In May 2023, the Writer’s Guild of America (WGA) initiated negotiations for a new contract with the Alliance of Motion Picture and Television Producers (AMPTP). They failed to strike a deal, and consequently, on May 2, over 11,500 screenwriters went on strike. Their demands were for better pay, better treatment, and a greater share of the earnings.
Two months later, the Screen Actors Guild and American Federation of Television and Radio Artists (SAG-AFTRA) had a dispute with AMPTP and decided to join the strike. They called for better pay, job security, and safeguards against the use of artificial intelligence. This added an additional 160,000 people to the ongoing protests in Hollywood. Both strikes are increasingly becoming the longest WGA and SAG-AFTRA strikes the U.S. has seen.
Without writers or actors, films, television programs, and podcasts are greatly affected. For some, production has continued without the writers, but most projects have not yet been written, resulting in either project cancellations or postponements until the strike’s resolution.
Actors have been refusing to work with anything associated with the AMPTP, including premieres, festivals, or award shows. Netflix is one of the biggest distributors impacted, as their negotiations with the two unions failed to reach a satisfactory conclusion. However, SAG-AFTRA is not encouraging people to boycott streaming services. If streaming services do not remain high in demand, then it hurts both unions as they become less important to AMPTP.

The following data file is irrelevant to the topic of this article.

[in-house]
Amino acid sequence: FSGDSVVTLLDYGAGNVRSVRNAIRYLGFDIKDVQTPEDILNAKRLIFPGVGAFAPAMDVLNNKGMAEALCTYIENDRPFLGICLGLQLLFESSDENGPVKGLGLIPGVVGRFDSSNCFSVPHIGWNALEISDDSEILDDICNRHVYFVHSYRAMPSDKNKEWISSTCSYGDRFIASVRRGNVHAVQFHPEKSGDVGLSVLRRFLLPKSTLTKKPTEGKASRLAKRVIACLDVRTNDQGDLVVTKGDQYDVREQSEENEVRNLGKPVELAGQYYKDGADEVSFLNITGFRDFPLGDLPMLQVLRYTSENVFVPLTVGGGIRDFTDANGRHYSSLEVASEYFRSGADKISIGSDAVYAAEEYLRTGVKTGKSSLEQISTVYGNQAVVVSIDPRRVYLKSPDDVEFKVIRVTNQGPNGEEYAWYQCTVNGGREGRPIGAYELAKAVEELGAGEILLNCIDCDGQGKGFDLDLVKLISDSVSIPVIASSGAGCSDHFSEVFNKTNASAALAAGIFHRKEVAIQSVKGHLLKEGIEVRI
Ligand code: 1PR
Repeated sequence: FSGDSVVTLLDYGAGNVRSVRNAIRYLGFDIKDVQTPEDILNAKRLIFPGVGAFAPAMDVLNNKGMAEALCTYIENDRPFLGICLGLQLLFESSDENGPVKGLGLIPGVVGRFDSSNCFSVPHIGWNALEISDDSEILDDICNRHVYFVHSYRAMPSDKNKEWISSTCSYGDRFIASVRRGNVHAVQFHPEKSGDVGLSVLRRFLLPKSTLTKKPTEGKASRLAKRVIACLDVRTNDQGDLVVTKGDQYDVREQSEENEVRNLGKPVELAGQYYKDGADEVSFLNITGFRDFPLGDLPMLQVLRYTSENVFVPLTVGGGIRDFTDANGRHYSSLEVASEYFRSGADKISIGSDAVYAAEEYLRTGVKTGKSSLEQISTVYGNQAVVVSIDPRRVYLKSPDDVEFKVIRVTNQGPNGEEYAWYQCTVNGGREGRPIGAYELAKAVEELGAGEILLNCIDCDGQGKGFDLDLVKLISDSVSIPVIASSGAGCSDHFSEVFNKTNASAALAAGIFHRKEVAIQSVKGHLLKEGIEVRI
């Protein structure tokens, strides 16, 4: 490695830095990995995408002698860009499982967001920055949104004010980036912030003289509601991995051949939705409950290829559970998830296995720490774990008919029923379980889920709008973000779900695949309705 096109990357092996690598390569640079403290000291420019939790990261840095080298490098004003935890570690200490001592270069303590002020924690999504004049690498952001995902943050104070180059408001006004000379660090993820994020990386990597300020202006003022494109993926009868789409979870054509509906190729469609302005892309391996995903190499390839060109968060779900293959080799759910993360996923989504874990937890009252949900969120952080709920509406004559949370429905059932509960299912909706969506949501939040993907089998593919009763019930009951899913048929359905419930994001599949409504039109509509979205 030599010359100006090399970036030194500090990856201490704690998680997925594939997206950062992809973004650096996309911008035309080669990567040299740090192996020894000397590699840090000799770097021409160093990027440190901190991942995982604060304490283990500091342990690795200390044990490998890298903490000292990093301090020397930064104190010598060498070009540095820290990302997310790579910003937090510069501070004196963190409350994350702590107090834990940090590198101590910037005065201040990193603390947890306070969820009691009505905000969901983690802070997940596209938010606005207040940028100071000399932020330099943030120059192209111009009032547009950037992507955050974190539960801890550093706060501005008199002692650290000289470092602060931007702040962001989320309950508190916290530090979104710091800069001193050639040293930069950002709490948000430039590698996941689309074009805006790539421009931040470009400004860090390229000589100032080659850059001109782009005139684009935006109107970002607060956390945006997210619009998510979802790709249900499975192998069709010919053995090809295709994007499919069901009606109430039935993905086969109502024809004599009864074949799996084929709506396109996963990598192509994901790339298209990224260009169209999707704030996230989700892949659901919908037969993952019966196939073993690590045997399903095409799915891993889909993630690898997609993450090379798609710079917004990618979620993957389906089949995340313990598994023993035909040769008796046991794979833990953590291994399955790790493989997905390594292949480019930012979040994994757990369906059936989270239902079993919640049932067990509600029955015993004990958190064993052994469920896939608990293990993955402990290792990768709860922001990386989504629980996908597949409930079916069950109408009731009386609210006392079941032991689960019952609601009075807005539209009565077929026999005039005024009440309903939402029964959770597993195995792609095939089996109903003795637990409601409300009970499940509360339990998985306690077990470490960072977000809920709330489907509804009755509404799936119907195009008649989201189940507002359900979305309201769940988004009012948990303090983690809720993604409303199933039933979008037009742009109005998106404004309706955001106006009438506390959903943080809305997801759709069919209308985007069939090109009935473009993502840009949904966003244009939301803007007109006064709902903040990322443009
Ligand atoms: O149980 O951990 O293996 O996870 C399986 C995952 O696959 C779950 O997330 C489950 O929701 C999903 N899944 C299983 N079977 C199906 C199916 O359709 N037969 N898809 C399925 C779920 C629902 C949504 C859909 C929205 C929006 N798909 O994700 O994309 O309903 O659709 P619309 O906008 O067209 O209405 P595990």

Since production was shut down, studios have been losing over $600,000 a week. Not only that, but California as a state has also lost $3 billion. Major production studios, such as Warner Bros., have disclosed that they are going to lose over $500 million. Even with this, studio CEOs do not seem phased.
Moviegoers and TV fanatics are hoping that the strike ends soon, as various popular movies and shows are postponed until the strike ends. Some of these include: “Stranger Things,” “The Last of Us,” “Wicked,” “Captain America: Brave New World,” “Avengers: The Kang Dynasty,” “Avengers: Secret Wars,” and “Moana.”
The U.K.’s acting union, Equity U.K., has been following the actors’ and writers’ strikes in the U.S., and released a statement saying, “Equity U.K. stands in unwavering solidarity with SAG-AFTRA and its members in their effort to achieve a fair and equitable contract, and for the good of performers working around the world.”
This, however, did not stop Equity U.K. from receiving backlash for not joining in the strike. Unfortunately, it is not lawful in the U.K. for them to do so because they can be held liable for breaking their contracts. While in the U.S., WGA and SAG-AFTRA are protected and cannot lose their jobs. Regardless, this shows that the strikes are trying to become international, which could bring momentous changes to the film industry.